The data presented in Table 7 indicates that the use of phenoxyethanol is quite common, possibly due to its useful properties and lack of controversy. It has good activity against Pseudomonas sp. while acting as a solvent for other actives. It lacks efficacy against fungi and needs to be used at high concentrations if used alone. Phenoxyethanol is widely used in combination with the parabens, formaldehyde donors, bronopol, IPBC and MCI/MI, usually with at least two other actives.
There are problems with the use of some preservative actives. Apart from the usual issues of dissolving in water and migration to the oil phase in emulsions there is also the possibility of absorption onto the carrier or container. Polyaminopropylbiguanide (PHMB) is gaining popularity, particularly for antibacterial wipes, but due to its strongly cationic nature there is the risk of being absorbed onto anionic viscose or cellulose fibres, so it must not be used with viscose or viscose blend wipes. Table 8 shows results of work conducted where 10 gm of fabric was soaked in 100 mL of PHMB solution (3000 ppm) and the liquid analysed for PHMB content after four and eight days’ contact. The results clearly show a significant loss of PHMB when it is exposed to viscose.11 Antibacterial wipes will often contain PHMB or other cationic substances such as quaternary ammonium salts as the antimicrobial active ingredient that will also double as the preservative. Care must be taken when using these to ensure they are not bound to the wipe and thus unavailable to act against microorganisms. These products usually make simple claims such as ‘antibacterial, kills 99.9% of germs’. These products may be regulated in some countries, depending on specific claims made on labels.
Organic acids, alcohols and glycols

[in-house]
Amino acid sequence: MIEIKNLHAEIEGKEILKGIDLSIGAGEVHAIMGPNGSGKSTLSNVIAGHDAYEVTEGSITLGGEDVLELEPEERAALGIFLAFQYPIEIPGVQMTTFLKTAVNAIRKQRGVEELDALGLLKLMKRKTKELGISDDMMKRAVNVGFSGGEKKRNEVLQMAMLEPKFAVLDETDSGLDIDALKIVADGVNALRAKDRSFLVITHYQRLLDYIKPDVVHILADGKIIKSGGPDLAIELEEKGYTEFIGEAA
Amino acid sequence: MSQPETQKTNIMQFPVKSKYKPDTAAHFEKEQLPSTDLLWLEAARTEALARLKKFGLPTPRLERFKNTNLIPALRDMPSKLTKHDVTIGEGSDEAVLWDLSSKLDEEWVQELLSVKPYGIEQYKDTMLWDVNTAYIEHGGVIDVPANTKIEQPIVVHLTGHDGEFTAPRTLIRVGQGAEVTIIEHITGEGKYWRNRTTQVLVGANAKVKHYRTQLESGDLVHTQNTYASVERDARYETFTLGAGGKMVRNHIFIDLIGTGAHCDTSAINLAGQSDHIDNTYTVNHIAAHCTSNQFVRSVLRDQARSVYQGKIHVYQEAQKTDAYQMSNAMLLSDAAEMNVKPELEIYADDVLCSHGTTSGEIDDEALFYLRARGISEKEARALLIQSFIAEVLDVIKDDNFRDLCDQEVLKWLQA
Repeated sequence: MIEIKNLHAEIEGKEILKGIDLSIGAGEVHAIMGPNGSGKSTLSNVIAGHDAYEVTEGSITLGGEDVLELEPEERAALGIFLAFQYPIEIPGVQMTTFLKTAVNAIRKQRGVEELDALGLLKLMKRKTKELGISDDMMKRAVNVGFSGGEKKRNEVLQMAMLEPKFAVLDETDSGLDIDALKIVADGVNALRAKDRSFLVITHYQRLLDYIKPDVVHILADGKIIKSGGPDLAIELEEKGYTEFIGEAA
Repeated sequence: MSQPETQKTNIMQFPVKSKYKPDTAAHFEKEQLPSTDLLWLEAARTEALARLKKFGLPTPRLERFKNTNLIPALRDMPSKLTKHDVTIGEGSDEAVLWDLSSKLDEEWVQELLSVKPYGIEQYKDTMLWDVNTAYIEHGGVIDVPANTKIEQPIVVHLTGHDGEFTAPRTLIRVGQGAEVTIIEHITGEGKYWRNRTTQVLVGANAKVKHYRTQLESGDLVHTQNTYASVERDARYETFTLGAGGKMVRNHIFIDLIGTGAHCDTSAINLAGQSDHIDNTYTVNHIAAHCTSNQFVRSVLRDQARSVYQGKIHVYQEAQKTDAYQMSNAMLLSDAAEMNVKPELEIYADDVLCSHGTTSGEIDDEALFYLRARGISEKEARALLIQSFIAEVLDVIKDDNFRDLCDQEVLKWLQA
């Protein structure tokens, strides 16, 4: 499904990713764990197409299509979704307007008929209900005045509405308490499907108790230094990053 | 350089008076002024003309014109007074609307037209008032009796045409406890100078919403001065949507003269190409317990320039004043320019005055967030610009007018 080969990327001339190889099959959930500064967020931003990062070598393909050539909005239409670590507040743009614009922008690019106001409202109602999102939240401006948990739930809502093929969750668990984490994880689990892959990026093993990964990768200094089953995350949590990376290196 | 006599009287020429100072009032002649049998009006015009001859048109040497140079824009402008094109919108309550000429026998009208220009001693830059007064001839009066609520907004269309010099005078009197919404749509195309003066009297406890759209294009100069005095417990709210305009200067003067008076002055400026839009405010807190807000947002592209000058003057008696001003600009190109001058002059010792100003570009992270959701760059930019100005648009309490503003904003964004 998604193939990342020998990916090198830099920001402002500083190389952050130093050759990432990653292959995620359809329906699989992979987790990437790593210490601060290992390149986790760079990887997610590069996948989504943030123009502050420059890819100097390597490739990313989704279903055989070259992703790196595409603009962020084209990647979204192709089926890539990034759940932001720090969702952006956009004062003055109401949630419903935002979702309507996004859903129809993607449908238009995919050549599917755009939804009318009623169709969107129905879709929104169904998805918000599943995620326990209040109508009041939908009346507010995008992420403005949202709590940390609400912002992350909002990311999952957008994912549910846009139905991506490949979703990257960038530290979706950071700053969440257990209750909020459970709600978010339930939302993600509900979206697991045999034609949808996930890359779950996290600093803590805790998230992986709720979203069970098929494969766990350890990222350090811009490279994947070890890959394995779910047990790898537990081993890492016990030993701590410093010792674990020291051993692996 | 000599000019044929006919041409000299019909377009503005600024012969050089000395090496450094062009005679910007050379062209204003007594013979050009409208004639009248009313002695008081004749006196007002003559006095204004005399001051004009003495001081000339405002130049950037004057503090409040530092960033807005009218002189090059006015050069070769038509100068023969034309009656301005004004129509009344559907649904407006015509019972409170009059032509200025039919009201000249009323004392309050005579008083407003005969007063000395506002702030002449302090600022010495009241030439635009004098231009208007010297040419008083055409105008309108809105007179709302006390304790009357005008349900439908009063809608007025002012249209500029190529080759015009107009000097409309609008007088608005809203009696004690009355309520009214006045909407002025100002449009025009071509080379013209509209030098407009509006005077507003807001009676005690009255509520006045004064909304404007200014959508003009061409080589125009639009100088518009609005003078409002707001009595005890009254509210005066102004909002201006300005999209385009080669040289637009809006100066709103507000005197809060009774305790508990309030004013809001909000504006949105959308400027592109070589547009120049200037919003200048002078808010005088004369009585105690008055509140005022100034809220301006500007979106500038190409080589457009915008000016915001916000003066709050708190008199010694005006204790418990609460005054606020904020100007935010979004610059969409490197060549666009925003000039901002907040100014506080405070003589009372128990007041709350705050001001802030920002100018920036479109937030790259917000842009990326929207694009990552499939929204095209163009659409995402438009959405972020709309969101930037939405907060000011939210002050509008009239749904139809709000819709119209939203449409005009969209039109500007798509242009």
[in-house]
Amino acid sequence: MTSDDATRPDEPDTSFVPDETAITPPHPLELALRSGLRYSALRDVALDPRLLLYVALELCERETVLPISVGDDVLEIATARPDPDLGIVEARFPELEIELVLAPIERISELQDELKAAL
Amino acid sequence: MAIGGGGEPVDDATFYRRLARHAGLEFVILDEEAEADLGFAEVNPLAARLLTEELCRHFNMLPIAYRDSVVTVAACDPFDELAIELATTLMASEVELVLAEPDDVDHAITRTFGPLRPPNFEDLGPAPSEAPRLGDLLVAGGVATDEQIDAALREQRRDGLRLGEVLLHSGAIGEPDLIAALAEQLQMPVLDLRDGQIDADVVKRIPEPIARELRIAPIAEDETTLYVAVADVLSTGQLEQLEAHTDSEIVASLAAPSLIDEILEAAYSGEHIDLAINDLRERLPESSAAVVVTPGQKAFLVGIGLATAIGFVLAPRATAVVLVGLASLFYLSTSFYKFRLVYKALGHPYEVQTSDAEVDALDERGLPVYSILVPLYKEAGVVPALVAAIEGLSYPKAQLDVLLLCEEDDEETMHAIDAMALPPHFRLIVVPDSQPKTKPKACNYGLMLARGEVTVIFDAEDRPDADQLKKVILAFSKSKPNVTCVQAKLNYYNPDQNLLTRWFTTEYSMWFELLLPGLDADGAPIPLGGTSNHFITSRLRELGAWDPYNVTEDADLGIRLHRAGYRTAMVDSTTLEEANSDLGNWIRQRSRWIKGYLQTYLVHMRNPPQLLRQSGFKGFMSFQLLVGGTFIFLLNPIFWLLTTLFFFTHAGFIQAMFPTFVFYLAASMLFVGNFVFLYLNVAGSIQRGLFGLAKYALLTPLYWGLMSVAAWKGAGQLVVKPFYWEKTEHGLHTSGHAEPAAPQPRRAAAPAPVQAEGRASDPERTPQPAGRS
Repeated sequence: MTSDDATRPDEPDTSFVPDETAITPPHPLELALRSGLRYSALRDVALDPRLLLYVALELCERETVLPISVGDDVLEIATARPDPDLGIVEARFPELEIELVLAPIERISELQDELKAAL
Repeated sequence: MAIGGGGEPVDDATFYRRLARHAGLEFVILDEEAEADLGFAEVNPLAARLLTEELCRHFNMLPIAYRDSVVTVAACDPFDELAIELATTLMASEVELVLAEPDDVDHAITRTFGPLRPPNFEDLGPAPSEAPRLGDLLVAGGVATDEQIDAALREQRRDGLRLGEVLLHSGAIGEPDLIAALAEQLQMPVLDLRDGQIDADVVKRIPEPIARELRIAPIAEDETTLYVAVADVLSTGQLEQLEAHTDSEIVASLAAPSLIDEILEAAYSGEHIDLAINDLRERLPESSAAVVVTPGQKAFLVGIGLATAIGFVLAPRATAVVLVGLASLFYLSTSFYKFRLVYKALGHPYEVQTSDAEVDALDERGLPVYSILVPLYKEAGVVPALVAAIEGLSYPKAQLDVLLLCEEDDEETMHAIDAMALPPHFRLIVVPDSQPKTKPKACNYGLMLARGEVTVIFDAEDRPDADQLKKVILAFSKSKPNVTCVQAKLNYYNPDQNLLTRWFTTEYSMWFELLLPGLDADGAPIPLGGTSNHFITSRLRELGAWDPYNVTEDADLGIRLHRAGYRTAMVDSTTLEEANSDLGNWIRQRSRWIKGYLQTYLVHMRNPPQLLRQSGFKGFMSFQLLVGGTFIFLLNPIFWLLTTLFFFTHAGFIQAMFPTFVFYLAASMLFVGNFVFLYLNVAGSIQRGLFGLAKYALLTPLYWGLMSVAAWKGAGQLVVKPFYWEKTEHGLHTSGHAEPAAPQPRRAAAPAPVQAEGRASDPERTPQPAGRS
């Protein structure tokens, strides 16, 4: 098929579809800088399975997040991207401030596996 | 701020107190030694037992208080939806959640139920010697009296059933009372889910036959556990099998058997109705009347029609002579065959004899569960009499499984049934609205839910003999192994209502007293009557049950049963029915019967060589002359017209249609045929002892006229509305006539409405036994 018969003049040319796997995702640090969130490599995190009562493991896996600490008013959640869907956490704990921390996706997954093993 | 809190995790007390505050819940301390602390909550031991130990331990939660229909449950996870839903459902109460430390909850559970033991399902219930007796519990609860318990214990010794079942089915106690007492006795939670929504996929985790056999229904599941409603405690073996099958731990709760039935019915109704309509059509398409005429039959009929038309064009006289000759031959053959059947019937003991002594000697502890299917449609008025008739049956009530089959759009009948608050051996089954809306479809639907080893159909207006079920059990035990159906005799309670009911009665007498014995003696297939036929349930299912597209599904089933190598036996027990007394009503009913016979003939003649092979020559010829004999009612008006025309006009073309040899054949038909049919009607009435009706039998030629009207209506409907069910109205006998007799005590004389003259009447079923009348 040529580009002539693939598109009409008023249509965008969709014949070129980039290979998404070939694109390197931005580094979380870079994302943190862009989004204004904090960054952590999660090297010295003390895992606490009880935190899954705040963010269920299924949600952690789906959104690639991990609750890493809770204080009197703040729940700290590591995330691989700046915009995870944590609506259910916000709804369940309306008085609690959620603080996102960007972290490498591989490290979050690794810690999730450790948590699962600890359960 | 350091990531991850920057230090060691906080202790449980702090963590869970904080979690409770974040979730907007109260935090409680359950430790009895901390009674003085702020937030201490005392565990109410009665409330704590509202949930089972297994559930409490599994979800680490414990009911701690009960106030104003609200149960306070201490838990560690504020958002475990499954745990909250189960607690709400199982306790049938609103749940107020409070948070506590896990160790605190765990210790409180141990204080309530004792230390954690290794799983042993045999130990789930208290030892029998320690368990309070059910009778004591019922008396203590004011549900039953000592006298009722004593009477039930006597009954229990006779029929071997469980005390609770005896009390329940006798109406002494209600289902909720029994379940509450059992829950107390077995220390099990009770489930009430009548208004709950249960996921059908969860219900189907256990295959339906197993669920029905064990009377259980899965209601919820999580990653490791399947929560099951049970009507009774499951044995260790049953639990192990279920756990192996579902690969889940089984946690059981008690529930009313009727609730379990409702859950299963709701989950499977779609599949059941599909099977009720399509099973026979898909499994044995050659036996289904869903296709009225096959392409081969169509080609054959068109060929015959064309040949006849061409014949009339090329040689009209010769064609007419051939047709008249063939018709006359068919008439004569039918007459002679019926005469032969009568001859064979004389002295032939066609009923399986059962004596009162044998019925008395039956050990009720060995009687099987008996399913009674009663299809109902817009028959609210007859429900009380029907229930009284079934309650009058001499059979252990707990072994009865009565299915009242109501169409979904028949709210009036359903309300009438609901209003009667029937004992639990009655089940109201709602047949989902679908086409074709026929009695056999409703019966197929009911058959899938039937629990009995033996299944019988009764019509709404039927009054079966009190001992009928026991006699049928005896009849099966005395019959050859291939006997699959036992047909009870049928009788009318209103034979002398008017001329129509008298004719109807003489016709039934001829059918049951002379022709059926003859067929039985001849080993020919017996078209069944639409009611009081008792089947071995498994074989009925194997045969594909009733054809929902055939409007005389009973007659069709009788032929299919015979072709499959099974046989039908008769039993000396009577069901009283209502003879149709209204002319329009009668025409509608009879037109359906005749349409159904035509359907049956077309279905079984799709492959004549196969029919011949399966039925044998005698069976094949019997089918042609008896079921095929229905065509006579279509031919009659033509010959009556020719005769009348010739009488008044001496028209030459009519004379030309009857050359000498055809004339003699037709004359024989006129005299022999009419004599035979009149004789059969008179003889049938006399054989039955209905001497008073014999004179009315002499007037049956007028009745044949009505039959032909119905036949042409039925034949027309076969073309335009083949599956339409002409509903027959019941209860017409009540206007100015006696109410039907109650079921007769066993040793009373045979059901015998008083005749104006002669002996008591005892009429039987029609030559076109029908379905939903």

There has been an increase in the use of organic acids and alcohols, with glycols and emollients being used as biocide boosters. The use of organic acids requires an acidic pH for the liquid phase to ensure the acids remain active. Unfortunately this pH increases the susceptibility of the wet wipes to fungal contamination, as they prefer an acidic environment. Also, some wipes affect the pH of the liquid raising it by half to one pH unit. This is particularly important when using airlaid wipes where interaction between the coating polymer and liquor may raise the pH. If organic acids are being used this may be sufficient to raise the pH above the pKA value of the acid and reduce the efficacy of the preservatives. Therefore the pH needs to be controlled in the finished product, not just the liquid, and should be checked in liquor expelled from the wipe. Although the organic acids may be used on their own in combination, they are very often used in combination with phenoxyethanol. Glycols, in particular the 1,2 alkane glycols, are becoming more widely used in personal care products and their use in wet wipes is also increasing. The glycols lower water activity and some offer specific antimicrobial properties by interfering with the cell membrane of microorganisms. The two most common used are caprylyl glycol and decylene glycol. They are not classified as preservatives and are listed as humectants or emollients, imparting sensory characteristics to the skin. They offer relatively good antimicrobial properties against both bacteria and fungi but only have moderate activity against microorganisms when used on their own. They may exhibit compatibility issues in O/W emulsions, have low water solubility and can be expensive. The EU Cosmetics Directive Annex VI contained a preamble as follows: 1. Preservatives are substances which may be added to cosmetic products for the primary purpose of inhibiting the development of microorganisms in such products. 3. Other substances used in the formulation of cosmetic products may also have antimicrobial properties and thus help in the preservation of the products, as, for instance, many essential oils and some alcohols. These substances are not included in the ANNEX. The recast EU Cosmetics Regulation updated the preamble to read: Preservatives mean substances which are exclusively or mainly intended to inhibit the development of microorganisms in the cosmetic product. This was changed to control the practice of using non-listed preservatives under the guise of including them for another purpose. Unfortunately the revised Annex VI of the ASEAN Cosmetics Directive has not included this change. As the glycols are not approved as preservatives, care needs to be exercised in using them in personal care wet wipes that will be exported to countries that follow the EU Regulation. While there is a move away from traditional preservatives such as the parabens, formaldehyde donors, IPBC and MCI/MI in personal care products, they are still used often in wet wipes. However, there is a push to move away from these preservatives particularly for natural products, although this market appears to be lagging behind other sectors of the personal care market. The traditional preservatives are still widely used in household wet wipes. There is no universal preservative system for use in wet wipes. Wet wipes are difficult to preserve and care must be taken to ensure a robust system is chosen.